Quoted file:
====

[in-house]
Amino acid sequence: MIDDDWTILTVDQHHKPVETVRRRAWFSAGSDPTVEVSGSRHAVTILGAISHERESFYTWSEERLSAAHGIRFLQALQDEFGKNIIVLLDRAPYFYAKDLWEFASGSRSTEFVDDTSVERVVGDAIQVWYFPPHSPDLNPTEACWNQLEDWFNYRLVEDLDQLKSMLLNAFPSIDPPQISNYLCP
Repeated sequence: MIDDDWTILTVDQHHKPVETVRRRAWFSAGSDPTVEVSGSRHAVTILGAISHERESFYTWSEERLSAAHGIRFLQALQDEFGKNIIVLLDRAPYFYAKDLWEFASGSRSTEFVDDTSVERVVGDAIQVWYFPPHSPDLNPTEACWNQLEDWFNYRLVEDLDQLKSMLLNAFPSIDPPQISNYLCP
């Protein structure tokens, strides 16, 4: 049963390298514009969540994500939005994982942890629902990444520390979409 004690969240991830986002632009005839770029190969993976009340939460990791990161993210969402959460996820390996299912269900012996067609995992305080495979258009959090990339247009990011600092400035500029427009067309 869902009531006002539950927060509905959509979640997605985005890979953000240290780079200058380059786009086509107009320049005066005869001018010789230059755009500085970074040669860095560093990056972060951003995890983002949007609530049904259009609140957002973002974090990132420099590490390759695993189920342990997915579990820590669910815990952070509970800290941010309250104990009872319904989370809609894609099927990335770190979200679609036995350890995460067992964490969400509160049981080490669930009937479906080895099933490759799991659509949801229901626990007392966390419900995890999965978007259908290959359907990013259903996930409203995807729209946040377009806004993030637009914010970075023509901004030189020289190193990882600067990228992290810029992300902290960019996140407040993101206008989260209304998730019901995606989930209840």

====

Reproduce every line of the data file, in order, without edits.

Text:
[in-house]
Amino acid sequence: MIDDDWTILTVDQHHKPVETVRRRAWFSAGSDPTVEVSGSRHAVTILGAISHERESFYTWSEERLSAAHGIRFLQALQDEFGKNIIVLLDRAPYFYAKDLWEFASGSRSTEFVDDTSVERVVGDAIQVWYFPPHSPDLNPTEACWNQLEDWFNYRLVEDLDQLKSMLLNAFPSIDPPQISNYLCP
Repeated sequence: MIDDDWTILTVDQHHKPVETVRRRAWFSAGSDPTVEVSGSRHAVTILGAISHERESFYTWSEERLSAAHGIRFLQALQDEFGKNIIVLLDRAPYFYAKDLWEFASGSRSTEFVDDTSVERVVGDAIQVWYFPPHSPDLNPTEACWNQLEDWFNYRLVEDLDQLKSMLLNAFPSIDPPQISNYLCP
């Protein structure tokens, strides 16, 4: 049963390298514009969540994500939005994982942890629902990444520390979409 004690969240991830986002632009005839770029190969993976009340939460990791990161993210969402959460996820390996299912269900012996067609995992305080495979258009959090990339247009990011600092400035500029427009067309 869902009531006002539950927060509905959509979640997605985005890979953000240290780079200058380059786009086509107009320049005066005869001018010789230059755009500085970074040669860095560093990056972060951003995890983002949007609530049904259009609140957002973002974090990132420099590490390759695993189920342990997915579990820590669910815990952070509970800290941010309250104990009872319904989370809609894609099927990335770190979200679609036995350890995460067992964490969400509160049981080490669930009937479906080895099933490759799991659509949801229901626990007392966390419900995890999965978007259908290959359907990013259903996930409203995807729209946040377009806004993030637009914010970075023509901004030189020289190193990882600067990228992290810029992300902290960019996140407040993101206008989260209304998730019901995606989930209840």